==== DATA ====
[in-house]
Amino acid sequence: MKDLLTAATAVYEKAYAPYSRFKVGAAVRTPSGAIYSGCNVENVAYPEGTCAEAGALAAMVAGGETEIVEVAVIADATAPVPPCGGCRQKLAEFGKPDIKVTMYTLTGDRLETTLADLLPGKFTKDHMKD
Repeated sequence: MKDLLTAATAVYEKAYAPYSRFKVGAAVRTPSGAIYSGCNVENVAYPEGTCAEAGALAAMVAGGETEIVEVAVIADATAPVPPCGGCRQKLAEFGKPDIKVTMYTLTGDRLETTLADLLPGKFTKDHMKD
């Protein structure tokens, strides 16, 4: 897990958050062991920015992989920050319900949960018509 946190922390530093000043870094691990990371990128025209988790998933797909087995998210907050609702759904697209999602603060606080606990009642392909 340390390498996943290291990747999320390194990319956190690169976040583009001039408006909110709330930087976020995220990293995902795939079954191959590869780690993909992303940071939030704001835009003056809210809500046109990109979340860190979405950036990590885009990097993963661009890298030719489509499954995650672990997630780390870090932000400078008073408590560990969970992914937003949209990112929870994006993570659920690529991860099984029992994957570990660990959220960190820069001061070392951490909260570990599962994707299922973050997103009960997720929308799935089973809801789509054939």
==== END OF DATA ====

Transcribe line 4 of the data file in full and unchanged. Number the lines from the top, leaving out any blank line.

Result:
């Protein structure tokens, strides 16, 4: 897990958050062991920015992989920050319900949960018509 946190922390530093000043870094691990990371990128025209988790998933797909087995998210907050609702759904697209999602603060606080606990009642392909 340390390498996943290291990747999320390194990319956190690169976040583009001039408006909110709330930087976020995220990293995902795939079954191959590869780690993909992303940071939030704001835009003056809210809500046109990109979340860190979405950036990590885009990097993963661009890298030719489509499954995650672990997630780390870090932000400078008073408590560990969970992914937003949209990112929870994006993570659920690529991860099984029992994957570990660990959220960190820069001061070392951490909260570990599962994707299922973050997103009960997720929308799935089973809801789509054939």